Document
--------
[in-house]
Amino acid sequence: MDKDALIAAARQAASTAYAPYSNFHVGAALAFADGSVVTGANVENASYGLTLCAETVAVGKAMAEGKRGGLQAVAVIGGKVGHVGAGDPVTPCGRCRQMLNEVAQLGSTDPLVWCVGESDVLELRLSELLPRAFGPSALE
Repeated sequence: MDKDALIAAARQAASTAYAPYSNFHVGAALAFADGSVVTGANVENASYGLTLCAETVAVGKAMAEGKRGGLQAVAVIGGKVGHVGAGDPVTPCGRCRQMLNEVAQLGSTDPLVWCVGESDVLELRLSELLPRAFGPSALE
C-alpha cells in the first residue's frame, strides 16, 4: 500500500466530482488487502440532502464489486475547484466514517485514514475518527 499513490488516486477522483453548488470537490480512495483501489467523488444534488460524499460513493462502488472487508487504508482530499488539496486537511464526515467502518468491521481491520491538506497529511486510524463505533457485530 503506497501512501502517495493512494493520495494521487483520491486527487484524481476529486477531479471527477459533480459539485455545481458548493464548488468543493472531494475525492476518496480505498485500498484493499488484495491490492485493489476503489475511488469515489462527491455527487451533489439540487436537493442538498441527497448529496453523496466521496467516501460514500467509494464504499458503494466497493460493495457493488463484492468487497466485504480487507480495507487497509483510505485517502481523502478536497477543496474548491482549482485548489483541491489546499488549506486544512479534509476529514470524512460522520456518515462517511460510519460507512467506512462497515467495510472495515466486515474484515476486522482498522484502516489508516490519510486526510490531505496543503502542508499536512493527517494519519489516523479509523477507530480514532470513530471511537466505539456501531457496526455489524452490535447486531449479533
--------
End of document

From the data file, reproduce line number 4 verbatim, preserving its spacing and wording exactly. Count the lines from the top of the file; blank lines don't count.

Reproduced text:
C-alpha cells in the first residue's frame, strides 16, 4: 500500500466530482488487502440532502464489486475547484466514517485514514475518527 499513490488516486477522483453548488470537490480512495483501489467523488444534488460524499460513493462502488472487508487504508482530499488539496486537511464526515467502518468491521481491520491538506497529511486510524463505533457485530 503506497501512501502517495493512494493520495494521487483520491486527487484524481476529486477531479471527477459533480459539485455545481458548493464548488468543493472531494475525492476518496480505498485500498484493499488484495491490492485493489476503489475511488469515489462527491455527487451533489439540487436537493442538498441527497448529496453523496466521496467516501460514500467509494464504499458503494466497493460493495457493488463484492468487497466485504480487507480495507487497509483510505485517502481523502478536497477543496474548491482549482485548489483541491489546499488549506486544512479534509476529514470524512460522520456518515462517511460510519460507512467506512462497515467495510472495515466486515474484515476486522482498522484502516489508516490519510486526510490531505496543503502542508499536512493527517494519519489516523479509523477507530480514532470513530471511537466505539456501531457496526455489524452490535447486531449479533